Utilizing an interdisciplinary approach incorporating renewed documentary analysis, oral history, geophysics, and ar­chaeology, a far more honest and realistic understanding of this popular historic site is emerging. The exciting process of discovery, evaluation and, importantly, reevaluation will be repeated many times during the next several years as a lost community is continually studied and reinterpreted for the benefit of the thousands of visitors who visit Ephrata Cloister each year.

For additional information about these investigations and the accompany­ing reports, write: Ephrata Cloister Archaeology Project, The State Museum of Pennsylvania, P. O. Box 1026, Harrisburg, PA 17108-1026; or telephone (717) 783-2887.

 

Otto Kuhler

Otto Kuhler (1894-1976) was not only an accomplished painter but also a mas­ter etcher who documented scenes of industry in Pittsburgh and New York City. Born in Germany into a family who had for generations operated an iron works in the industrial valley of the Ruhr River, Kuhler felt at home upon his arrival in Pittsburgh in 1923. His knowl­edge of and love for industrial machinery gave him subject matter that would occupy his career as an artist for more than a half century.

In his work, Kuhler reveals the drama and power of machinery in an age of in­dustry during the early twentieth century. In a statement accompanying a portfolio of five etchings, The Making of the Iron Horse, completed in 1930, Kuhler revealed his love of machines. “As a child I built my own toys, mostly loco­motives. Later I studied them. I would run away from home to hang around railroad crossings and watch the big transcontinental trains go by. More than once I missed supper and got spanked for it.” The young Kuhler was also given a copy of the Baldwin Locomotive Works catalogue. Later, he was “a railroad man” during World War I, and after the war he – in his own words – “turned artist.” Most of his paintings and prints contain locomotives.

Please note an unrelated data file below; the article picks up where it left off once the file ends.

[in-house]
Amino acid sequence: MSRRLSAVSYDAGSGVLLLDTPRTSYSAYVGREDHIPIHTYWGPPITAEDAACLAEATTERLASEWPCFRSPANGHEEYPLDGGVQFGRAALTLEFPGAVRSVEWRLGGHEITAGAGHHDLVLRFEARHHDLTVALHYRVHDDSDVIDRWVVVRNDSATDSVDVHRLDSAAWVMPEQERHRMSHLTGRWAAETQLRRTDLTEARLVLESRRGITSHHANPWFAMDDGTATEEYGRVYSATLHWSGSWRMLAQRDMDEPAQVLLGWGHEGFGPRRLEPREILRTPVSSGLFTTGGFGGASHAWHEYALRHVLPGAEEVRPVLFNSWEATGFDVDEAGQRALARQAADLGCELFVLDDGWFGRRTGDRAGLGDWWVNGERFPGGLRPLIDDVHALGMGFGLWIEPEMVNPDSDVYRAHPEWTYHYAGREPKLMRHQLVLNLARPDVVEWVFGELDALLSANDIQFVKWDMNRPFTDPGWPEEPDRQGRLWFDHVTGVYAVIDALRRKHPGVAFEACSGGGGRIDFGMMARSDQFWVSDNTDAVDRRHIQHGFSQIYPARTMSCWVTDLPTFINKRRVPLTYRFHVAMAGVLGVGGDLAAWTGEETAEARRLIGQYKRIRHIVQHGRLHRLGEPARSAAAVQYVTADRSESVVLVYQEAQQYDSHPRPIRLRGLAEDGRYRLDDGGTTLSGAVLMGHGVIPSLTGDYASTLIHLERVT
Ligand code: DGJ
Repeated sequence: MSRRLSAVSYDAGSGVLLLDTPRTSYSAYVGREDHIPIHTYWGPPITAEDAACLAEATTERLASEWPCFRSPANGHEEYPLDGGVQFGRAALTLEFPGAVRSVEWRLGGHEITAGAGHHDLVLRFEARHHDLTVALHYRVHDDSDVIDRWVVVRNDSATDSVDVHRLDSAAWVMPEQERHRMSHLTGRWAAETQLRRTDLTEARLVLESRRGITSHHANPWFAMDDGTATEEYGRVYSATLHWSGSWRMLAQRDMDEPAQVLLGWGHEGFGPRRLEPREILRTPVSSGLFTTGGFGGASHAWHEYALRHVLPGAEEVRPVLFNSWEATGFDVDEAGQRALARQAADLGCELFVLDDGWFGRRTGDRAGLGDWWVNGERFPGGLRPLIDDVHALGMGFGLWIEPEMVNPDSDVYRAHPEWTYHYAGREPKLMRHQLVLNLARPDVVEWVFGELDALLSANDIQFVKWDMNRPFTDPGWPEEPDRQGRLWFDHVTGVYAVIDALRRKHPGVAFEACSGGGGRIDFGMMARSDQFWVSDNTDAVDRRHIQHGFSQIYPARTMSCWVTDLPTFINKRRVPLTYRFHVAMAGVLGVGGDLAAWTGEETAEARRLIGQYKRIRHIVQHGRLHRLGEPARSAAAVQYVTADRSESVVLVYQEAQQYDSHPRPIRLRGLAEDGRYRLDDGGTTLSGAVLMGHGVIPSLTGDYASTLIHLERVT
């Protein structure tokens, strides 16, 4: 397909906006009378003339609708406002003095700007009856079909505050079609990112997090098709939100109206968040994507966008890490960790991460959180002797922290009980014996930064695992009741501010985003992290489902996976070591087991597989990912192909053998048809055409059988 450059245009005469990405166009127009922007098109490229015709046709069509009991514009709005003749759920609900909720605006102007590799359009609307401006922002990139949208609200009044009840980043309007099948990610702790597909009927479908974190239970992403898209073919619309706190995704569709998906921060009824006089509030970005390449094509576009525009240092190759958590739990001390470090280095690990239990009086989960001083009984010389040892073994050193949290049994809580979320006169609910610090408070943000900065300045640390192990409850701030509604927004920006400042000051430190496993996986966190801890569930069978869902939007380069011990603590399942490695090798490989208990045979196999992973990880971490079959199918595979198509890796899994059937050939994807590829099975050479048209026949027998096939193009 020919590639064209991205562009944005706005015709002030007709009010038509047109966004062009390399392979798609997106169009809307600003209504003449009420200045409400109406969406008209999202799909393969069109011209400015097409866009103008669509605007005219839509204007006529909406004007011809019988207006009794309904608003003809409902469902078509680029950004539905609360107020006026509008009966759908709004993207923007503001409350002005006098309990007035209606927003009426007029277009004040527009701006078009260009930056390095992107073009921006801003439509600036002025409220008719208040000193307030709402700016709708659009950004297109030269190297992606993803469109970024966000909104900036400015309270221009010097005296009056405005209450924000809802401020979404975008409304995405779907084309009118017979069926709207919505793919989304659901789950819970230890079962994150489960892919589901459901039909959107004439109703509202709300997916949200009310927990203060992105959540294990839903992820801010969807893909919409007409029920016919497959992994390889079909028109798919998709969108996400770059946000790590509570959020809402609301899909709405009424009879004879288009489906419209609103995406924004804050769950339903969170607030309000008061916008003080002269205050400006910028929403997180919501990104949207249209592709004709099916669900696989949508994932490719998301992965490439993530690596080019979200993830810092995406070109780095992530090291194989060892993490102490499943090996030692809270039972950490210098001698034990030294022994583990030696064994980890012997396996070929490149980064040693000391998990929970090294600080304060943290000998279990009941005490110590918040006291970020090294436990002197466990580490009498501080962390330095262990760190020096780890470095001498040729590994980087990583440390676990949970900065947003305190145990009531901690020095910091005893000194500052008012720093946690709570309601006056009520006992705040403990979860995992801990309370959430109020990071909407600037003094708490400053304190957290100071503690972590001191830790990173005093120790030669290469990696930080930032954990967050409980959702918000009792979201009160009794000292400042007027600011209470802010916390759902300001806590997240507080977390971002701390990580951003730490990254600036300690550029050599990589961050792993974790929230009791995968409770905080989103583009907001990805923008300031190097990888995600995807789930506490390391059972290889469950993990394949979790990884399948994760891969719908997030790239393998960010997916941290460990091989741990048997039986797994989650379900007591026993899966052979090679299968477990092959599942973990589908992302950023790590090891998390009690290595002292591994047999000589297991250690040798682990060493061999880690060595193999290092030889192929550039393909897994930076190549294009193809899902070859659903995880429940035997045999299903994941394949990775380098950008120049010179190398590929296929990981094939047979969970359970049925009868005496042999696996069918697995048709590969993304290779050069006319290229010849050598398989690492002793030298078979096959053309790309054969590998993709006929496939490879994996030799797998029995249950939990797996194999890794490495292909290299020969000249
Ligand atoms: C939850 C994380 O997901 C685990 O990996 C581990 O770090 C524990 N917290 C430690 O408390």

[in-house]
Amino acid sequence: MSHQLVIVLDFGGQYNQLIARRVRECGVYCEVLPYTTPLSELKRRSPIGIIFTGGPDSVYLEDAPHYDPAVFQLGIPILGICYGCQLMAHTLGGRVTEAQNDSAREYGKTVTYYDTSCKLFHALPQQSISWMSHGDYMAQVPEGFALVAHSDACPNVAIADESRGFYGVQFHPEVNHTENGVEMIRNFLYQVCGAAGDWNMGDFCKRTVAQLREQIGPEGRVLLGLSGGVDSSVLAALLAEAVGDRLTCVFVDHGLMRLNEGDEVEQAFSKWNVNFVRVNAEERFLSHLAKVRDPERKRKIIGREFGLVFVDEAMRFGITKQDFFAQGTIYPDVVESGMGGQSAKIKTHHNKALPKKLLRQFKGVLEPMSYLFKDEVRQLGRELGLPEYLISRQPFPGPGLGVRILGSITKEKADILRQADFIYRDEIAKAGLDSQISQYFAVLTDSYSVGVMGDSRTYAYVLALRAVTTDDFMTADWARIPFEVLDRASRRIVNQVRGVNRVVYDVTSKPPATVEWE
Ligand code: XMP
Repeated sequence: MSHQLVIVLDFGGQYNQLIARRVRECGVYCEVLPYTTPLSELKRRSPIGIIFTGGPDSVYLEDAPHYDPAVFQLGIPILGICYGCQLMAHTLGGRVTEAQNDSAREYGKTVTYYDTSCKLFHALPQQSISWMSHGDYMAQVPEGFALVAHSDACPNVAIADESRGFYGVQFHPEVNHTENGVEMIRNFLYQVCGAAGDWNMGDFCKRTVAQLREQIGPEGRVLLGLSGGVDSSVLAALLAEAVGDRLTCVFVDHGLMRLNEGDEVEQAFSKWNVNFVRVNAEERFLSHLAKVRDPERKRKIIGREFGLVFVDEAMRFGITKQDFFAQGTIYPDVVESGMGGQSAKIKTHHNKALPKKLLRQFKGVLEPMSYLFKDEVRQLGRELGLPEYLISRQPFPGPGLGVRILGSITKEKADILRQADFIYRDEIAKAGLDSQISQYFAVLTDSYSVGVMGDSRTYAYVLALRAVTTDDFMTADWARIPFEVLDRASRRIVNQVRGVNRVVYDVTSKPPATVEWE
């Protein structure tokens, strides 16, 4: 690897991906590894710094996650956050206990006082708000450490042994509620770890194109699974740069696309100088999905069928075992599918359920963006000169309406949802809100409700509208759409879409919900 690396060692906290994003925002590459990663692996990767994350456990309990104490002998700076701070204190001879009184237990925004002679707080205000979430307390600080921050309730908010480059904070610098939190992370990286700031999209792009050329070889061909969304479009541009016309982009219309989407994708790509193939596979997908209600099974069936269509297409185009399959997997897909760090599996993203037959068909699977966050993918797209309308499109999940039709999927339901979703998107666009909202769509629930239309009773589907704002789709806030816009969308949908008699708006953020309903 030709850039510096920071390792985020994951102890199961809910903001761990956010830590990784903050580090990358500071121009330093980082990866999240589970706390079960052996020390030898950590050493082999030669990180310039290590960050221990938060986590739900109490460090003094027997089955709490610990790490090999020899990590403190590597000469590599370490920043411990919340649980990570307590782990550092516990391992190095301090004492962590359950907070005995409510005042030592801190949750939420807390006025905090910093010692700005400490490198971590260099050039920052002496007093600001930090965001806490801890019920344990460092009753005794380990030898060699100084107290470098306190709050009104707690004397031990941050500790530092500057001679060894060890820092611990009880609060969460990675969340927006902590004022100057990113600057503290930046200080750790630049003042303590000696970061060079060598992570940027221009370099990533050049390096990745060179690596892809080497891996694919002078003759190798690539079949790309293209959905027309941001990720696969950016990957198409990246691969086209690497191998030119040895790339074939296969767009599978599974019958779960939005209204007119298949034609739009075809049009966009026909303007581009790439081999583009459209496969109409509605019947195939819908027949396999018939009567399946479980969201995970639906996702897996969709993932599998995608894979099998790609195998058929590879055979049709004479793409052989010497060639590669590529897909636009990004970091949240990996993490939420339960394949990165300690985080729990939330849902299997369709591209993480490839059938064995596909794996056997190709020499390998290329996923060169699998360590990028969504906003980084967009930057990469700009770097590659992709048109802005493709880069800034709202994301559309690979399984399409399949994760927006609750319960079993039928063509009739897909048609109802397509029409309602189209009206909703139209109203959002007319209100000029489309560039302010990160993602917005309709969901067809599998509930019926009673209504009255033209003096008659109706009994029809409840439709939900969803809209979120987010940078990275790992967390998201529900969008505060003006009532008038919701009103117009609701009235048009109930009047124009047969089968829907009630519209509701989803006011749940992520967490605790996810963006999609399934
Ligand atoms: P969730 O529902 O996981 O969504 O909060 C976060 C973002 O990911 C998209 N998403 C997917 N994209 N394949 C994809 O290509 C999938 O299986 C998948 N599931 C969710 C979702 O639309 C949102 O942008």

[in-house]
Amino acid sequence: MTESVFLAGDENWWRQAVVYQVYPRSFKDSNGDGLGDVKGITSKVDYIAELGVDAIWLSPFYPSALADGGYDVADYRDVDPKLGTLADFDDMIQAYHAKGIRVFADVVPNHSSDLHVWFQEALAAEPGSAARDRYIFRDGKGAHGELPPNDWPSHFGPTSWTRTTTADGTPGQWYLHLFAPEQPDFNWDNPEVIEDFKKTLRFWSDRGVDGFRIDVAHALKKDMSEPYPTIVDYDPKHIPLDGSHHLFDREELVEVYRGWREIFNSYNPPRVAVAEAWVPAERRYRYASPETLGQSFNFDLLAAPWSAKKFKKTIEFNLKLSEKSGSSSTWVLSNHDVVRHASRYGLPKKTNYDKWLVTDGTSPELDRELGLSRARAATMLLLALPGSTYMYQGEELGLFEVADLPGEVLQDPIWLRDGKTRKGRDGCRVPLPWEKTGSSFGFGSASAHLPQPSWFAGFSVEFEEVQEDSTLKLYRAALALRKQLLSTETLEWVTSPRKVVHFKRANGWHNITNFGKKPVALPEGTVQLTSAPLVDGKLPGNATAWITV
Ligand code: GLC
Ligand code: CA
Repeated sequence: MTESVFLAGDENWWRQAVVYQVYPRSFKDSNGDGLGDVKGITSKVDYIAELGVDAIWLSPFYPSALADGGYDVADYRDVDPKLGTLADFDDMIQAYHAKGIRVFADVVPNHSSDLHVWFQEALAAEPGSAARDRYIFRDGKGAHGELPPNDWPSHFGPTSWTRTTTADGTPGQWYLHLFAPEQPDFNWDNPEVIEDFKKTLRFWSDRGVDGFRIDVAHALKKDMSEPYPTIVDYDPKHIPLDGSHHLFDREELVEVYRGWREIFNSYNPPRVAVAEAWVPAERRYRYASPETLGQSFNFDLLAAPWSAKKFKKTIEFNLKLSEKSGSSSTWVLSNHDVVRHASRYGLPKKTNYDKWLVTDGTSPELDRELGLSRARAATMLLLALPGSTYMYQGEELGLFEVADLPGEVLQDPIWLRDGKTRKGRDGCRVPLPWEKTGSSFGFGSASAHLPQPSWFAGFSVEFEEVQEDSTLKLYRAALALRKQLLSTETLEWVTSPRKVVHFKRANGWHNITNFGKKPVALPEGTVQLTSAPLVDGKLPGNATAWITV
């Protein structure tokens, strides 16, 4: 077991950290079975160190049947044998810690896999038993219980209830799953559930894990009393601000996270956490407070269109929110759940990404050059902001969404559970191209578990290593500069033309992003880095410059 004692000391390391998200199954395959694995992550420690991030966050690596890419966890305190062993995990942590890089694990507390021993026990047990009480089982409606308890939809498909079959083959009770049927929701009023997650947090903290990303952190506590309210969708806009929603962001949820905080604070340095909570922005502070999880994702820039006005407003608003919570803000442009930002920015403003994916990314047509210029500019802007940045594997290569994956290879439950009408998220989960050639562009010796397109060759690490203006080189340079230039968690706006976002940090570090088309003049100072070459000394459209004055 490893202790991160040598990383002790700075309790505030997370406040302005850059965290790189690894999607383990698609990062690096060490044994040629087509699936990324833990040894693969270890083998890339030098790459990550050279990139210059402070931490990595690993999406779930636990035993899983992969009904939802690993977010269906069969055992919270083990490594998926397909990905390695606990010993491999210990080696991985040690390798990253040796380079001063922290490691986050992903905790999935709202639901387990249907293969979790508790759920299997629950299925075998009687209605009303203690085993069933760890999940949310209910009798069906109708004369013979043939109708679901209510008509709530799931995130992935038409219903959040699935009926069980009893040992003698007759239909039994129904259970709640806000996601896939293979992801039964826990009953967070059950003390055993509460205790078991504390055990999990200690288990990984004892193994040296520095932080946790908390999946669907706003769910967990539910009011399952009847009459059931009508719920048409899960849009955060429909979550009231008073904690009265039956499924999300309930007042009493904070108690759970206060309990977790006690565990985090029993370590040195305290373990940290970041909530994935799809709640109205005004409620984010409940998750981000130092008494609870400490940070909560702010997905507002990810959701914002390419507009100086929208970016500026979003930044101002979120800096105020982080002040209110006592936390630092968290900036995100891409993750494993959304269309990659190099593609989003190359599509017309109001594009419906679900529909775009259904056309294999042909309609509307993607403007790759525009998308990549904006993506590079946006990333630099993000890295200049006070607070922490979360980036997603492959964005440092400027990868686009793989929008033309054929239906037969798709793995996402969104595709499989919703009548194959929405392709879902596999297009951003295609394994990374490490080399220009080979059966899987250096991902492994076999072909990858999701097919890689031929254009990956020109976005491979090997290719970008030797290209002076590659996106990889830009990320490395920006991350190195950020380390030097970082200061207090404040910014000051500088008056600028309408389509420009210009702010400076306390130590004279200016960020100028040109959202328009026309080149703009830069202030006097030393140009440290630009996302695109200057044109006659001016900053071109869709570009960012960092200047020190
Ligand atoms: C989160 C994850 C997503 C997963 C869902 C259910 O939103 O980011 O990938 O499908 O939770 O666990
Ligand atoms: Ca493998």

The Making of the Iron Horse includes The Boilermakers, Monster and Midgets (depicting the “monster” locomotive being built by “little human ants”), The Monster Grows, The First Breath (in which steam and smoke begin to rise from the engine’s smoke stack), and The First Step (portraying its debut from the factory). In describing The First Step, Kuhler re­veals his intensely emotional attachment to a machine, much in the way a parent feels toward a child. “And when new and shiny and awkwardly proud, they blink out into daylight for the first time through the great open door, when they dare their careful first step and walk out under their own man-made and man­-controlled power, then a new, powerful servant to mankind is born.”

A dozen works by Otto Kuhler are on extended exhibition at the Westmoreland Museum of American Art in Greensburg to complement the museum’s landmark exhibition, “Valley of Work: Scenes of Industry.” Highlighted in this new ex­hibit is a recent museum acquisition, The Old Duff-Norton Plant, a painting created by the artist about 1925. The painting was given to the museum by Marguerite D. Dougherty in memory of her husband, Ralph E. Dougherty Jr., who commis­sioned the painting. Dougherty owned the plant, located on Pittsburgh’s North Side, which was once known as the Allegheny Drop Forge. It closed in 1989.

“Valley of Work: Scenes of Industry,” mounted in an adjacent gallery, features three prints by Kuhler, The Valley of Work (circa 1923), The Furnace (circa 1924), and George Westinghouse Bridge (circa 1934), in addition to a watercolor entitled Pittsburgh (whose date remains unknown).

For more information about “Otto Kuhler (1894-1976)” or museum pro­grams and activities, write: Westmoreland Museum of American Art, 221 North Main St., Greensburg, PA 15601-1898; or telephone (412) 837-1500. Admission is free.